The reasons for the impasse in negotiations are varied. Utah is hesitant to throw a ton of money to a player who's never played more than 30 minutes a game. Hayward's camp knows it has leverage in the form of free agency this summer. And the Indiana Pacers recently signed Hayward's 2010 draft classmate Paul George to a max extension.
The similarities between George and Hayward aren't difficult to uncover. Both are 6'8" and have the ability to play either wing position. Both are centerpieces for their teams. And together, they rounded out the top 10 of the 2010 draft. Hayward went ninth, just before George was selected 10th.
At first glance, not many fans outside Utah would think Hayward deserves anywhere near the five-year, $80 million deal George received from the Pacers in September. The latter won the 2013 Most Improved Player of the Year award and led his team to within one win of upsetting the Miami Heat in the Eastern Conference Finals. The former started just 27 games and didn't even get to the playoffs.
But it's difficult to fault Hayward for those things. I can't believe how many Jazz fans still have hair. I darn-near had to pull mine out over my frustration with Hayward not starting last season. He was clearly Utah's best wing throughout 2012-13 season, but coach Tyrone Corbin opted to limit his role, starting Randy Foye and Marvin Williams instead.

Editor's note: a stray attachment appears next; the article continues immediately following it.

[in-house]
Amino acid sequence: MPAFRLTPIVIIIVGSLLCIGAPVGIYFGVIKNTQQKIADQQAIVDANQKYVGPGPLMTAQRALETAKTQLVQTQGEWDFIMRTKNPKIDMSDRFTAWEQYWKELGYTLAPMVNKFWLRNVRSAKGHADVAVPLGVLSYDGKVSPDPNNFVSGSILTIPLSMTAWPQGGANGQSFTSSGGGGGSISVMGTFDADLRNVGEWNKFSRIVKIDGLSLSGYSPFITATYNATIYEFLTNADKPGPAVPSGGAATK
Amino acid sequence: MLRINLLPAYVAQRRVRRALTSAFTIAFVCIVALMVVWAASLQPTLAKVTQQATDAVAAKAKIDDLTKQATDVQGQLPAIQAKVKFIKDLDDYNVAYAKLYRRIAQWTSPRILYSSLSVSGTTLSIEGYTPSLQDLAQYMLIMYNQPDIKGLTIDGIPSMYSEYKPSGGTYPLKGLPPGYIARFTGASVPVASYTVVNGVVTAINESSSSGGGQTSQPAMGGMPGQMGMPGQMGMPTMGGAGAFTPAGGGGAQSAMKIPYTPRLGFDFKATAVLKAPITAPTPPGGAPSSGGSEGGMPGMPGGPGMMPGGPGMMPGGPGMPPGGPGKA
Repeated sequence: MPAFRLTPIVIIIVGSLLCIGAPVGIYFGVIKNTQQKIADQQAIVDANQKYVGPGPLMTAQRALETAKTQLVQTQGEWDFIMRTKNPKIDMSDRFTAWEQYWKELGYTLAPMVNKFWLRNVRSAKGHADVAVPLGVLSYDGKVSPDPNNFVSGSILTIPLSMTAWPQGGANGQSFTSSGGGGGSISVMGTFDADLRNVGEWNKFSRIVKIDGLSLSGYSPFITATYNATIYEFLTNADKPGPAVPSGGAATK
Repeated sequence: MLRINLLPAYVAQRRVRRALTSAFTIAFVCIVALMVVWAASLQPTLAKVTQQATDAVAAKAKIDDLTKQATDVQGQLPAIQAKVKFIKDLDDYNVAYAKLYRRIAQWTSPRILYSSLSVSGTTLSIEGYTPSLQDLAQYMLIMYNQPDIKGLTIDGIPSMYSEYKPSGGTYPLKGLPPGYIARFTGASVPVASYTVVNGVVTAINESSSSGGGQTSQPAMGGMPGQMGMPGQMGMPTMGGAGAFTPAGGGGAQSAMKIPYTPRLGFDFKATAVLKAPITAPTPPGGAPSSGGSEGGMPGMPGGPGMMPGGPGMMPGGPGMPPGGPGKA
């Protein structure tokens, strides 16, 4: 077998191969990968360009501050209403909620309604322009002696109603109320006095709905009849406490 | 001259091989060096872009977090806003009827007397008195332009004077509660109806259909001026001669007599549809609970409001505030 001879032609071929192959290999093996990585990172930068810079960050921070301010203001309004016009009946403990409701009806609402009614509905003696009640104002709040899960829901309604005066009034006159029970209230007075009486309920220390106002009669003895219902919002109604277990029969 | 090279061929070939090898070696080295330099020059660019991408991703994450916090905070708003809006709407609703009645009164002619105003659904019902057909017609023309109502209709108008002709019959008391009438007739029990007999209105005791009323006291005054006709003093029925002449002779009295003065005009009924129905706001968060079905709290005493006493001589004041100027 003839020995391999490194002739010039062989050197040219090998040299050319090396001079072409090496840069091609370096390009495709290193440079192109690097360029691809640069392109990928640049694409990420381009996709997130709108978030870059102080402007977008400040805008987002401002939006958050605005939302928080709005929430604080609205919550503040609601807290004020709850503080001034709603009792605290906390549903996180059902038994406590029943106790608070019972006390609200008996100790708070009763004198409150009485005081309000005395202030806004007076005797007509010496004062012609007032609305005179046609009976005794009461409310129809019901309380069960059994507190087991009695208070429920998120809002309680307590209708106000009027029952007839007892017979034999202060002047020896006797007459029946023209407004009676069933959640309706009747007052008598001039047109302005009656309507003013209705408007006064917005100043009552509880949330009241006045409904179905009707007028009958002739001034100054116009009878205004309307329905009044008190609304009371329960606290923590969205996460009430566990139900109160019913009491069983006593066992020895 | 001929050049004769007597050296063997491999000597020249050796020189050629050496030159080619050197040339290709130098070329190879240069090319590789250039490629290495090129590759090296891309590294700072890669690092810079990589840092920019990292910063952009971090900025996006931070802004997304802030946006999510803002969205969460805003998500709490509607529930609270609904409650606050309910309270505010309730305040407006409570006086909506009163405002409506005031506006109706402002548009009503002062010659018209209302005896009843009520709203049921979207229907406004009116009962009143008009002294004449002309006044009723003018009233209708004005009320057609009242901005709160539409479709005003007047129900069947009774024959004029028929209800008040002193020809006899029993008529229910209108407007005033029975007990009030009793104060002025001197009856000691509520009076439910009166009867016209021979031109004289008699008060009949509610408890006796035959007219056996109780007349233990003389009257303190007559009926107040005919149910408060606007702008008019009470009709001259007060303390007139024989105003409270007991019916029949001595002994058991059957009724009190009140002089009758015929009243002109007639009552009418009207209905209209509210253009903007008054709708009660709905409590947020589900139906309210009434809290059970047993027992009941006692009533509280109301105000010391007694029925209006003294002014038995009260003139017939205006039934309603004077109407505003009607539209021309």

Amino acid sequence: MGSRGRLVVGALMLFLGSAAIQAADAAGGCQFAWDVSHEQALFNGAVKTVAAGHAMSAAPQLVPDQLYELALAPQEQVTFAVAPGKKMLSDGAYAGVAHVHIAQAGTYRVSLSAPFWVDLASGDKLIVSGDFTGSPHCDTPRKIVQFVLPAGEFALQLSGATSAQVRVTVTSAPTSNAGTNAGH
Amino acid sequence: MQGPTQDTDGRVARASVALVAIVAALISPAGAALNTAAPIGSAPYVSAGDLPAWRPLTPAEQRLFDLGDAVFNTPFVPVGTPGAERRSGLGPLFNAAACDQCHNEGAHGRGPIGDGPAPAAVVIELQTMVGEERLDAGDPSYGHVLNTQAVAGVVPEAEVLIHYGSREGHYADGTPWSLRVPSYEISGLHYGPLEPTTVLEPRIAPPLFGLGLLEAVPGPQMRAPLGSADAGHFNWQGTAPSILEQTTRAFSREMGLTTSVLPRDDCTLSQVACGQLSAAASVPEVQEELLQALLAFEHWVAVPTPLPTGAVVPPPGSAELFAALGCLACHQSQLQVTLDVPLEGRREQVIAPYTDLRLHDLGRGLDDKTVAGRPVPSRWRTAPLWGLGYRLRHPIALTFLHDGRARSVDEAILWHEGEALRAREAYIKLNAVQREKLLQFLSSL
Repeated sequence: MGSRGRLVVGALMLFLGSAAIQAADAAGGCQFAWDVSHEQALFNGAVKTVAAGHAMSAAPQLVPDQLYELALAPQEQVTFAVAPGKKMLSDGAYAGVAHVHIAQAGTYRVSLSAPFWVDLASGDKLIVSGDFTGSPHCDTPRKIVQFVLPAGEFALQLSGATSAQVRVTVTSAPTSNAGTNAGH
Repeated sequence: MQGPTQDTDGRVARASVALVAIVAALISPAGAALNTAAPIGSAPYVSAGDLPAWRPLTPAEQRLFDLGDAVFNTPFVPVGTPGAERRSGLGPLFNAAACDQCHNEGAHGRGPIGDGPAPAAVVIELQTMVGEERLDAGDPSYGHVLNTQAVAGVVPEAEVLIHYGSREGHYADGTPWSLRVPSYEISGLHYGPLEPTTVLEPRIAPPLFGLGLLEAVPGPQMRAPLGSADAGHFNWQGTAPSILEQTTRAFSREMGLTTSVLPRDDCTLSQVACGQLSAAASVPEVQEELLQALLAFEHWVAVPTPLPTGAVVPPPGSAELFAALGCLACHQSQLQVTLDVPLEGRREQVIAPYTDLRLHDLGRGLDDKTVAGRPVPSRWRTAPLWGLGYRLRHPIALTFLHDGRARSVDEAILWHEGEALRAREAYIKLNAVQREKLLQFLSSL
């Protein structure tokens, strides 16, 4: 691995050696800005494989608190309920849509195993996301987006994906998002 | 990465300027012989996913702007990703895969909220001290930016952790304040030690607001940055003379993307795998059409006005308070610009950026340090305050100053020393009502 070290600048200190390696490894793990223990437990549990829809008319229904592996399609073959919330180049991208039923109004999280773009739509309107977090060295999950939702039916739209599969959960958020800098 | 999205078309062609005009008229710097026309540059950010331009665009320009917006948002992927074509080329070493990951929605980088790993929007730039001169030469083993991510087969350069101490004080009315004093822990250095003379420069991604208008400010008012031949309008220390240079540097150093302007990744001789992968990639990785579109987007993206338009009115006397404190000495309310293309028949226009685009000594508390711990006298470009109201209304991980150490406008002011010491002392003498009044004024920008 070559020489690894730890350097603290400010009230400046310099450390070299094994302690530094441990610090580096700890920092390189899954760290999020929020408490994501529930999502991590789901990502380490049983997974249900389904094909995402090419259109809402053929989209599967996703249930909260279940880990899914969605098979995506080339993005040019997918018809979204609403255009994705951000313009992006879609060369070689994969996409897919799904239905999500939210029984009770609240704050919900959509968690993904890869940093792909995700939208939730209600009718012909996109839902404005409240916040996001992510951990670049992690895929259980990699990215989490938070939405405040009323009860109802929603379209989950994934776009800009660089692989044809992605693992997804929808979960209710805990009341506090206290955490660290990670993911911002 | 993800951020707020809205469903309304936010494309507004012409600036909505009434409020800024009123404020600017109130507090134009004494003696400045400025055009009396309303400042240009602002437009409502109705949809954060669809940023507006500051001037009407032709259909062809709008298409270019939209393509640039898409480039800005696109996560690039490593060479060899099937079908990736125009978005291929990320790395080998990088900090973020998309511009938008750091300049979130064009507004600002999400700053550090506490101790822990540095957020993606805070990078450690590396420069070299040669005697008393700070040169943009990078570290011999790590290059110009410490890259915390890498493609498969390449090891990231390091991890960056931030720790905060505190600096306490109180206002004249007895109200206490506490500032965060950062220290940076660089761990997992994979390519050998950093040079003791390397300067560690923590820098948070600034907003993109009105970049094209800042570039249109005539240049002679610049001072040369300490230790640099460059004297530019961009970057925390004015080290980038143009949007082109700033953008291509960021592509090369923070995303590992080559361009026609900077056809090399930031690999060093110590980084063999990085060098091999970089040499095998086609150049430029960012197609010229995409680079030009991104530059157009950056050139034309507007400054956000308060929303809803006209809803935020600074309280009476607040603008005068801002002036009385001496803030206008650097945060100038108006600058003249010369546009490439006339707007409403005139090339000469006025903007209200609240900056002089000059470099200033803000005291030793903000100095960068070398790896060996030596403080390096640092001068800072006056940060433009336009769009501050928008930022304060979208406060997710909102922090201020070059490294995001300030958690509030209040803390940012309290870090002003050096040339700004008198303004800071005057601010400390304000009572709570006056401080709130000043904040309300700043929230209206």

So, Hayward's basic averages of 14.1 points and 3.1 rebounds in 29.2 minutes don't come close to telling his story.
Comparing per-36-minute averages and advanced stats from his 2012-13 campaign to George's may surprise a few people
There's almost no way you can argue against Hayward being the more efficient scorer of the two. And in terms of playmaking, Hayward was only behind because of the role in which he played.
This preseason, he ran the show in much the same way George does for Indiana. In eight games, Hayward averaged 19.5 points, six assists and 5.7 rebounds per 36 minutes.
As you can see, there's a decent argument that he's better than the Pacers wing offensively.
Where Hayward's clearly behind George is on defense. Defensive Rating (DRtg) is an estimate of how many points a player allows per 100 possessions. Anything under 100 is really good. And as you can see, George's 97 is much better than Hayward's 110.
But that doesn't mean Hayward is a total slouch defensively. In fact, he's vastly underrated as a shot-blocker. His 0.7 blocks per 36 minutes is just behind chase-down artist LeBron James' 0.8. And the video evidence of Hayward's most underrated attribute is pretty fun to watch.
Back to the original question: Is Hayward worth the same amount as George? While it's clear that Utah's wing is pretty underrated, the answer still has to be no.
Hayward's numbers per 36 minutes are great, but George's defense makes him a slightly more complete player, and he's proven himself capable of being the leader of a title-contending team.
Does Gordon Hayward deserve Paul George-level money?
But it's certainly not difficult to see how and why Hayward and his agent may be using George's big payday as leverage.
Whatever the price ends up being, you have to hope a deal gets done if you're a Jazz fan.
All stats courtesy of Basketball-Reference unless otherwise noted.
For 140-character pearls of wisdom from Bleacher Report's Andy Bailey, follow him on Twitter @AndrewDBailey.